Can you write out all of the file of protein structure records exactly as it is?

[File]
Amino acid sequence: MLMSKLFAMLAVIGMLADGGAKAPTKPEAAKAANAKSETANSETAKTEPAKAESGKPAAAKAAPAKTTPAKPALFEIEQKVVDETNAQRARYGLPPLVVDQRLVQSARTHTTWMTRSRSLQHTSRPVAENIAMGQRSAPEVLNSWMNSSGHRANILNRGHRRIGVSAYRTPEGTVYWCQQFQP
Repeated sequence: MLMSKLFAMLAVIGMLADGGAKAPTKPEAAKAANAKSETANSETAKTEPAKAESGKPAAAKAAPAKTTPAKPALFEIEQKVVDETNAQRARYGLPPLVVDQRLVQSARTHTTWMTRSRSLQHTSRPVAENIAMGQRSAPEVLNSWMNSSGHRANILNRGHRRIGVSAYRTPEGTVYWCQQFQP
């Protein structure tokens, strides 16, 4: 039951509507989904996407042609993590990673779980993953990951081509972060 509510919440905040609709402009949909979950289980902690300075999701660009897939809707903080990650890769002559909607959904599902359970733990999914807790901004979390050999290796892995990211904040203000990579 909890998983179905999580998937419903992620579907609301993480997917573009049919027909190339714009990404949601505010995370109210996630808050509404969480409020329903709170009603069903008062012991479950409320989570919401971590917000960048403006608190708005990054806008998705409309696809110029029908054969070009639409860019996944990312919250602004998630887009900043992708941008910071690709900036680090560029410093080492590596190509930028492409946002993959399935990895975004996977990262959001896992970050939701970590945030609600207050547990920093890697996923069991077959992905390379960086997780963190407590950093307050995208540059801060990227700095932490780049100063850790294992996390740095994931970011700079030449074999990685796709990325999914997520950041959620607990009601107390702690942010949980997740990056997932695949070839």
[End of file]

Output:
Amino acid sequence: MLMSKLFAMLAVIGMLADGGAKAPTKPEAAKAANAKSETANSETAKTEPAKAESGKPAAAKAAPAKTTPAKPALFEIEQKVVDETNAQRARYGLPPLVVDQRLVQSARTHTTWMTRSRSLQHTSRPVAENIAMGQRSAPEVLNSWMNSSGHRANILNRGHRRIGVSAYRTPEGTVYWCQQFQP
Repeated sequence: MLMSKLFAMLAVIGMLADGGAKAPTKPEAAKAANAKSETANSETAKTEPAKAESGKPAAAKAAPAKTTPAKPALFEIEQKVVDETNAQRARYGLPPLVVDQRLVQSARTHTTWMTRSRSLQHTSRPVAENIAMGQRSAPEVLNSWMNSSGHRANILNRGHRRIGVSAYRTPEGTVYWCQQFQP
């Protein structure tokens, strides 16, 4: 039951509507989904996407042609993590990673779980993953990951081509972060 509510919440905040609709402009949909979950289980902690300075999701660009897939809707903080990650890769002559909607959904599902359970733990999914807790901004979390050999290796892995990211904040203000990579 909890998983179905999580998937419903992620579907609301993480997917573009049919027909190339714009990404949601505010995370109210996630808050509404969480409020329903709170009603069903008062012991479950409320989570919401971590917000960048403006608190708005990054806008998705409309696809110029029908054969070009639409860019996944990312919250602004998630887009900043992708941008910071690709900036680090560029410093080492590596190509930028492409946002993959399935990895975004996977990262959001896992970050939701970590945030609600207050547990920093890697996923069991077959992905390379960086997780963190407590950093307050995208540059801060990227700095932490780049100063850790294992996390740095994931970011700079030449074999990685796709990325999914997520950041959620607990009601107390702690942010949980997740990056997932695949070839």